Taking Stock of Your Donations

Taking Stock of Your Donations

Capital gains: your tax-smart superpower

When most people think about donating to a charity, they often think of donating cash. But there are other ways to donate, ways that are beneficial to both the receiving charity and the donor.

One of those ways is by gifting qualified securities in-kind to the charity or foundation of choice. According to CRA, qualified securities can be shares, debt obligations or rights listed on a publically traded stock exchange, Mutual Funds, Exchange Traded Funds, interests in related segregated fund trusts, and Government of Canada or Provincial bonds.

To encourage charitable giving, the federal and provincial governments provide donors with a tax credit when they make a personal donation to a registered charity.

“This donation tax credit can be used to reduce federal and provincial income taxes in the year the claim is made. Donors are also able to carry forward any unclaimed donations for up to five years,” says Patrick Ng, investment advisor with RBC Dominion Securities, and the current Chair of the KGH Foundation’s Planned Giving Committee.

Another benefit that can have a large impact on a donor’s interest in using this strategy, is the elimination of any appreciation in value (or capital gain) of the gifted securities in question.

By donating the securities in-kind instead of selling beforehand and donating the cash proceeds, donors can take advantage of additional tax savings, and the potential to lower the costs of making a donation considerably. The tax savings can be upwards of 40 percent, with those funds staying in the community and making a difference for the charity.

When both of these tax benefits are coupled together, it “creates a win-win giving opportunity,” says Ng.

No matter what, Ng advises anyone considering a gift of securities to speak to their financial advisor and a qualified tax advisor to ensure this strategy is right for them.

With the end of the year approaching, and the winter holidays just around the corner, now is a good time for donors to consider reviewing their investments and determine if a gift of securities is something they would like to take advantage of before the end of the year.

A win-win in action

“The Interior Heart Surgical Centre campaign had begun. I had just retired. I was not sure what we would face for living expenses but wanted to support the campaign. I had a mutual fund that I knew would not be required in my retirement financial plan and decided to donate it to the KGH Foundation.”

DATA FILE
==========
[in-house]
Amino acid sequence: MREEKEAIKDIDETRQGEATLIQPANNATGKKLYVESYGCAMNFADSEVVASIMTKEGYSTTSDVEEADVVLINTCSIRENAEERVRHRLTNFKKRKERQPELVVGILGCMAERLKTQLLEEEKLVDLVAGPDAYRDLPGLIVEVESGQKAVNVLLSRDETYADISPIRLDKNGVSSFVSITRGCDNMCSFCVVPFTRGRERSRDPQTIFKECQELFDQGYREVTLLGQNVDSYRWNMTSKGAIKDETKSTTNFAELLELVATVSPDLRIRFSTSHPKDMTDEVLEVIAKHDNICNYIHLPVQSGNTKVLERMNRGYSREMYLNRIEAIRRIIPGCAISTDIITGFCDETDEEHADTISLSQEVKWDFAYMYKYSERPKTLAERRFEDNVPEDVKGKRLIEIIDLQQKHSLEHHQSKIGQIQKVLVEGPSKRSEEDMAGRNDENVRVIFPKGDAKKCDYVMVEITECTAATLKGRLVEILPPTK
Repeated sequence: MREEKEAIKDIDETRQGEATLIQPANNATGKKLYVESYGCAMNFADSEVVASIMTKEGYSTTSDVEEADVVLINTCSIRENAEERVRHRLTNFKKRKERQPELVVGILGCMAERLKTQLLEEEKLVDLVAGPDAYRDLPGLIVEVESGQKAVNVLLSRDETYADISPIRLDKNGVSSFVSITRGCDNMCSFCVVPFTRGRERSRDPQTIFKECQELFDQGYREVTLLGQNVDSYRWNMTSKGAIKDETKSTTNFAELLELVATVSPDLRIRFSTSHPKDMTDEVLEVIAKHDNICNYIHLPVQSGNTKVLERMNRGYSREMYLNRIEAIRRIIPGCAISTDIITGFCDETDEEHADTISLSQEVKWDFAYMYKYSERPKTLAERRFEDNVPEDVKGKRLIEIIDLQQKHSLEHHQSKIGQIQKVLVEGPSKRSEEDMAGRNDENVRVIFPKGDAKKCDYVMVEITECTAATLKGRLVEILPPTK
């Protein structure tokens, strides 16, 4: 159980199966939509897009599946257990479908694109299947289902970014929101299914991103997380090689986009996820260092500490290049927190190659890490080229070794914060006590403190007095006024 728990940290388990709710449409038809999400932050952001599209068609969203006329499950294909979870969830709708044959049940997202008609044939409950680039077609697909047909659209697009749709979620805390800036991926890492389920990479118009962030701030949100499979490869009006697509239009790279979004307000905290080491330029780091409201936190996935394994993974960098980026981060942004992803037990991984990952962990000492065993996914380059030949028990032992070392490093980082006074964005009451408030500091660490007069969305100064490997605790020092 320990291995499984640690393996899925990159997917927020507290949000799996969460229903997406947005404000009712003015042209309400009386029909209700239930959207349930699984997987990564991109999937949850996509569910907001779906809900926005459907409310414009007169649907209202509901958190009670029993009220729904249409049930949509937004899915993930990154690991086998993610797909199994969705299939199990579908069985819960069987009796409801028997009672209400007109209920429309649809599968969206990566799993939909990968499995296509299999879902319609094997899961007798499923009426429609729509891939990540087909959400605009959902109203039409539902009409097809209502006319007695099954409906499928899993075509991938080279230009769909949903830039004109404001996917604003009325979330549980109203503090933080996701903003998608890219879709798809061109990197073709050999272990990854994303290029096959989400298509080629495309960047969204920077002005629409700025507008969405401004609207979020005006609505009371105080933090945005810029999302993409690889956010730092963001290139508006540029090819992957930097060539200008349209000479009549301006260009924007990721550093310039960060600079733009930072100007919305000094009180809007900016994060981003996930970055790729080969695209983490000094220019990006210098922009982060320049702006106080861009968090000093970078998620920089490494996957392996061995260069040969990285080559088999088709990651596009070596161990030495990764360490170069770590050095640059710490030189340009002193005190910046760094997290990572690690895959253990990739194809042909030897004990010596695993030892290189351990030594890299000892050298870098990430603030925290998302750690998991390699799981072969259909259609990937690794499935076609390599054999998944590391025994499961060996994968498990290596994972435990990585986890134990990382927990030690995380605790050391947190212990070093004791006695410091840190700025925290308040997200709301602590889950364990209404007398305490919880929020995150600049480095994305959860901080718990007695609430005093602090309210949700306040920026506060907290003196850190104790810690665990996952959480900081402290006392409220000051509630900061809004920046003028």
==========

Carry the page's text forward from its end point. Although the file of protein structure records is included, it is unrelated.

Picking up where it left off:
As an investment advisor, Darrell Porubanec had advised many clients on how to preserve and accumulate family wealth while supporting the causes they care about. KGH Foundation’s Interior Heart Surgical Centre campaign in 2013 prompted Darrell’s decision to donate shares himself. He is a passionate champion of health care and, now Chair of the Board of Directors, is a loyal supporter of the work of the KGH Foundation.

Darrell’s mutual fund had a large appreciated value and donating it produced a significant Charitable Donation Tax Credit. This meant that the capital gains were not included in Darrell’s taxable income the year it was donated. He says, “I was able to give the full amount of the mutual fund, whereas the Foundation would have received less if I had chosen to sell the mutual fund and donate the proceeds. This is the power of giving a gift of securities.” Ultimately, Darrell’s gift to the Interior Heart Surgical Centre campaign contributed to reduced wait times for patients, quality improvements to healthcare and attracted new surgeons to Kelowna General Hospital.

For information about giving a gift of securities, call Colleen Cowman, Director of Planned Giving, 250-862-4300 ext. 7011.

Since 1978, the KGH Foundation has worked with a generous community to raise funds to support world-class health care close to home for a rapidly expanding and diverse population in the B.C. Interior. Today, the KGH Foundation is the lead fundraising organization for Kelowna General Hospital and its associated facilities, JoeAnna’s House and Central Okanagan Hospice House.

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